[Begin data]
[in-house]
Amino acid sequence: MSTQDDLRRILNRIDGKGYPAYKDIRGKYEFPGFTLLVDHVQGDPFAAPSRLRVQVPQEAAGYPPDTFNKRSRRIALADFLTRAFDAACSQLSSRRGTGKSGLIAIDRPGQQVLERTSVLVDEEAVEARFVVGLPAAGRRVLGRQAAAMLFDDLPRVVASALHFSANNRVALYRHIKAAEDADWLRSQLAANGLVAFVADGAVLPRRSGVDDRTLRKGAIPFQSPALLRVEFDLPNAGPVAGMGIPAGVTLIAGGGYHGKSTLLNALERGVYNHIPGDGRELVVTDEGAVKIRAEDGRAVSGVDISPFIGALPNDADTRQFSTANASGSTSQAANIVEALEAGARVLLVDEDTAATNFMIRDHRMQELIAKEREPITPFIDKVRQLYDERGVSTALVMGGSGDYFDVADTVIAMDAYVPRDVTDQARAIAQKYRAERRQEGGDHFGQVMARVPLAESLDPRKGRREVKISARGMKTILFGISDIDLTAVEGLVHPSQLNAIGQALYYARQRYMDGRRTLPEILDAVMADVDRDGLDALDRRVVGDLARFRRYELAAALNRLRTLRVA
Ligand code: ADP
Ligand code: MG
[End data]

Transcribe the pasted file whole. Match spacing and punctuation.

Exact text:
[in-house]
Amino acid sequence: MSTQDDLRRILNRIDGKGYPAYKDIRGKYEFPGFTLLVDHVQGDPFAAPSRLRVQVPQEAAGYPPDTFNKRSRRIALADFLTRAFDAACSQLSSRRGTGKSGLIAIDRPGQQVLERTSVLVDEEAVEARFVVGLPAAGRRVLGRQAAAMLFDDLPRVVASALHFSANNRVALYRHIKAAEDADWLRSQLAANGLVAFVADGAVLPRRSGVDDRTLRKGAIPFQSPALLRVEFDLPNAGPVAGMGIPAGVTLIAGGGYHGKSTLLNALERGVYNHIPGDGRELVVTDEGAVKIRAEDGRAVSGVDISPFIGALPNDADTRQFSTANASGSTSQAANIVEALEAGARVLLVDEDTAATNFMIRDHRMQELIAKEREPITPFIDKVRQLYDERGVSTALVMGGSGDYFDVADTVIAMDAYVPRDVTDQARAIAQKYRAERRQEGGDHFGQVMARVPLAESLDPRKGRREVKISARGMKTILFGISDIDLTAVEGLVHPSQLNAIGQALYYARQRYMDGRRTLPEILDAVMADVDRDGLDALDRRVVGDLARFRRYELAAALNRLRTLRVA
Ligand code: ADP
Ligand code: MG